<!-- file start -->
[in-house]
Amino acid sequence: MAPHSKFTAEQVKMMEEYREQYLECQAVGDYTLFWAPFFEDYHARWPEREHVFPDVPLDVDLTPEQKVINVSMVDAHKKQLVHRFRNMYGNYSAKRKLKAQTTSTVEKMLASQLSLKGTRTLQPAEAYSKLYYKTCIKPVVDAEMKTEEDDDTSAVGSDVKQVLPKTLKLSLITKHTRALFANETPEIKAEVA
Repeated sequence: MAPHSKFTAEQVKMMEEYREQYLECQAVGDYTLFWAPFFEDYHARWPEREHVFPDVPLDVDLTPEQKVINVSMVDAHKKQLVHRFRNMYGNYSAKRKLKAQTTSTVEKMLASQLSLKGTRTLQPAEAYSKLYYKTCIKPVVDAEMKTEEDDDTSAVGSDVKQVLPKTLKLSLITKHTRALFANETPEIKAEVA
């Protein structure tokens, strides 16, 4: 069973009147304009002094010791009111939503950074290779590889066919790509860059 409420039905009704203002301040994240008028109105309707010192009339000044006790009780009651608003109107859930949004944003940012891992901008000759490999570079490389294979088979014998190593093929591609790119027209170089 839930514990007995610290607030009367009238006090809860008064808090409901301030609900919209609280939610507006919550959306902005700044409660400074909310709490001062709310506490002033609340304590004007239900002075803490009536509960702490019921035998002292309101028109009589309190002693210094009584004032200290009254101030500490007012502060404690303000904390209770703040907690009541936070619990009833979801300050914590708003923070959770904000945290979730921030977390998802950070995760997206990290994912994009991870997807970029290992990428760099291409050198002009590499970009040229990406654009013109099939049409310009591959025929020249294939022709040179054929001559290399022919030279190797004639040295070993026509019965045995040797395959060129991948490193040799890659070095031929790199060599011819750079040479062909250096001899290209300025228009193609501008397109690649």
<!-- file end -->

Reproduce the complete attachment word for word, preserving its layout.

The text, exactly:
[in-house]
Amino acid sequence: MAPHSKFTAEQVKMMEEYREQYLECQAVGDYTLFWAPFFEDYHARWPEREHVFPDVPLDVDLTPEQKVINVSMVDAHKKQLVHRFRNMYGNYSAKRKLKAQTTSTVEKMLASQLSLKGTRTLQPAEAYSKLYYKTCIKPVVDAEMKTEEDDDTSAVGSDVKQVLPKTLKLSLITKHTRALFANETPEIKAEVA
Repeated sequence: MAPHSKFTAEQVKMMEEYREQYLECQAVGDYTLFWAPFFEDYHARWPEREHVFPDVPLDVDLTPEQKVINVSMVDAHKKQLVHRFRNMYGNYSAKRKLKAQTTSTVEKMLASQLSLKGTRTLQPAEAYSKLYYKTCIKPVVDAEMKTEEDDDTSAVGSDVKQVLPKTLKLSLITKHTRALFANETPEIKAEVA
């Protein structure tokens, strides 16, 4: 069973009147304009002094010791009111939503950074290779590889066919790509860059 409420039905009704203002301040994240008028109105309707010192009339000044006790009780009651608003109107859930949004944003940012891992901008000759490999570079490389294979088979014998190593093929591609790119027209170089 839930514990007995610290607030009367009238006090809860008064808090409901301030609900919209609280939610507006919550959306902005700044409660400074909310709490001062709310506490002033609340304590004007239900002075803490009536509960702490019921035998002292309101028109009589309190002693210094009584004032200290009254101030500490007012502060404690303000904390209770703040907690009541936070619990009833979801300050914590708003923070959770904000945290979730921030977390998802950070995760997206990290994912994009991870997807970029290992990428760099291409050198002009590499970009040229990406654009013109099939049409310009591959025929020249294939022709040179054929001559290399022919030279190797004639040295070993026509019965045995040797395959060129991948490193040799890659070095031929790199060599011819750079040479062909250096001899290209300025228009193609501008397109690649």